Directed by Roland Emmerich
During the Vietnam War, a US Army team that is securing a village discovers that members of their squad as well as villagers have all been killed. They come to find that Sergeant Andrew Scott (Dolph Lundgren) has gone insane. Pvt. Luc Devereaux (Jean-Claude van Damme) confronts his sergeant and in the ensuing confrontation between the two, both are killed. Their bodies are recovered and frozen and they’re classified as MIA.
Fast forward to the then present day of 1992. There’s a hostage situation/terrorist situation at a dam. They’re there to get some of their comrades out of prison. The Universal Soldiers (or UniSols) are sent in to stop them. The resurrected Scott and Devereaux are among the soldiers sent in. They free the hostages but during the incident they see a few individuals that remind them of what happened back in Vietnam. Intrepid reporter Veronica Roberts (Ally Walker) shows up to the incident and because she’s late she loses her job. In an effort to get back her job, she and her cameraman follow the UniSols back to an airstrip. After sneaking on to the airstrip she discovers one that had been severely injured during the incident in a container filled with ice and he is still very much alive. Scott kills the cameraman but before he can kill Roberts, Devereaux steps in and they both escape. As more and more memories return for both it also brings up old hatred and a desire on the part of Scott to settle what happened back in Vietnam and get his revenge on Devereaux.
There’s not much in the way of acting here. Nor should you expect award winning acting. This movie is all about the fights, and the fight scenes are pretty good. But then again, you’d expect that from Lundgren and van Damme in this movie. At this point in their lives they were still in their physical prime. And van Damme especially was very near his career his career highpoint. At this point they were perfectly paired.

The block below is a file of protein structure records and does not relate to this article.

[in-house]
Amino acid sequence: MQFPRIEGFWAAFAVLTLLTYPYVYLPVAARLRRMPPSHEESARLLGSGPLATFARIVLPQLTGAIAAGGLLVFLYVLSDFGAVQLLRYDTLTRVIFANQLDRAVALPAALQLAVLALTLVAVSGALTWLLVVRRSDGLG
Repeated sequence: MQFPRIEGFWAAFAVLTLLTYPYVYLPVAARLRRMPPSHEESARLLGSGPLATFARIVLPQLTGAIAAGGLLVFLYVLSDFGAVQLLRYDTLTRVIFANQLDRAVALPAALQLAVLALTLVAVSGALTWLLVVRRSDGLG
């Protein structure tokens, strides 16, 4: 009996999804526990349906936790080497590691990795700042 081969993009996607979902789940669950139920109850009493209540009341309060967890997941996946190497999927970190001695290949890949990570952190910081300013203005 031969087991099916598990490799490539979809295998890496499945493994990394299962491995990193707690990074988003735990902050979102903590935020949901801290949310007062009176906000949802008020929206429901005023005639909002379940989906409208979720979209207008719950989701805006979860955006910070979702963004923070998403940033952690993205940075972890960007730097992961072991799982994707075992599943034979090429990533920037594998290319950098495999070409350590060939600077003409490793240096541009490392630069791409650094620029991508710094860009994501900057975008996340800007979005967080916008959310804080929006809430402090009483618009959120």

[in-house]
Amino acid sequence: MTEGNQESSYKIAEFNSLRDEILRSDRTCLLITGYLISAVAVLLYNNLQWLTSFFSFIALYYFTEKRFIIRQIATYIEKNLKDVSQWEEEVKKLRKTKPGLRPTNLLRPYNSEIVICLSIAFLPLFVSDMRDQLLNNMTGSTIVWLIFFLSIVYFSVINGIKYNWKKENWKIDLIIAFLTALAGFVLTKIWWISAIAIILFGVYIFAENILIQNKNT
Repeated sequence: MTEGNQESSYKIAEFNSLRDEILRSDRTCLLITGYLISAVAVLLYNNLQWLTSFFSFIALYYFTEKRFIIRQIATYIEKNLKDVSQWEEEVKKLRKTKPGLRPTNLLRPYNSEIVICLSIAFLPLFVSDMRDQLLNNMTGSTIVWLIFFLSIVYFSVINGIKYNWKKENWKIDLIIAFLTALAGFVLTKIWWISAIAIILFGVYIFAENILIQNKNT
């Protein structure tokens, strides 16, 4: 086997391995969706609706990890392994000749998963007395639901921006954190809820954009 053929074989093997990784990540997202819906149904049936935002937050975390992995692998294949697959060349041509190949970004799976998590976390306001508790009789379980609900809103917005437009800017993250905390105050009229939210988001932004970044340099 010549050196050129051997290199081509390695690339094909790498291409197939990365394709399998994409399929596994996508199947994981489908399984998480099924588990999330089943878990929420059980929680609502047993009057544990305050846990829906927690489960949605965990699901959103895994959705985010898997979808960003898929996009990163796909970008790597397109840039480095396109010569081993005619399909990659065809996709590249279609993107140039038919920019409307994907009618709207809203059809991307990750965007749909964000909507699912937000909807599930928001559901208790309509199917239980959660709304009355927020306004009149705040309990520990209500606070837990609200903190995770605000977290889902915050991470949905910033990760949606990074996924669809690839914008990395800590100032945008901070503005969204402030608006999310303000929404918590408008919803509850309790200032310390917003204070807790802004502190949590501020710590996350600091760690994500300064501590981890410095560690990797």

One thing that bothers me is the appearance of Jerry Orbach. Here he plays Dr. Christopher Gregor who is the scientist that developed the whole program. His character is kind of benevolent but really just serves as a source of mass exposition to keep the story moving rather than explain things during the course of the film. Gregor tells why Sergeant Scott is acting the way he is and why Devereaux just wants to go home. It seemed like Gregor was inserted during the course of production when they realized they had a story problem. They should’ve added a few mentions of his character earlier in the film. He’s like a surprise guest star.
What we have here I believe is the first pairing of Roland Emmerich and Dean Devlin. Emmerich and Devlin created a pretty good B movie for van Damme and Lundgren to star in. Emmerich and Devlin went on to produce some real gems in the films Stargate and Independence Day. Those stand out as science fiction classics.
Jean-Claude Van Damme was a big deal back in the day. This is one of his more cohesive efforts from then. Most of his movies back then were more like a series of action scenes strung together by a thin plot. Here the plot is strong and the execution of the story overall not bad. While still a B movie like most of his efforts, it’s a much better made B movie vehicle than most of his. Is it a great movie? No. Is it a good action movie? Yes. Watch it with a little bit of suspension of disbelief and you’ll enjoy yourself. The movie has its charms. There’s hammy acting and logic jumps galore but the chemistry of its stars facing off makes it all work. This was a powerhouse action pairing that is still good today.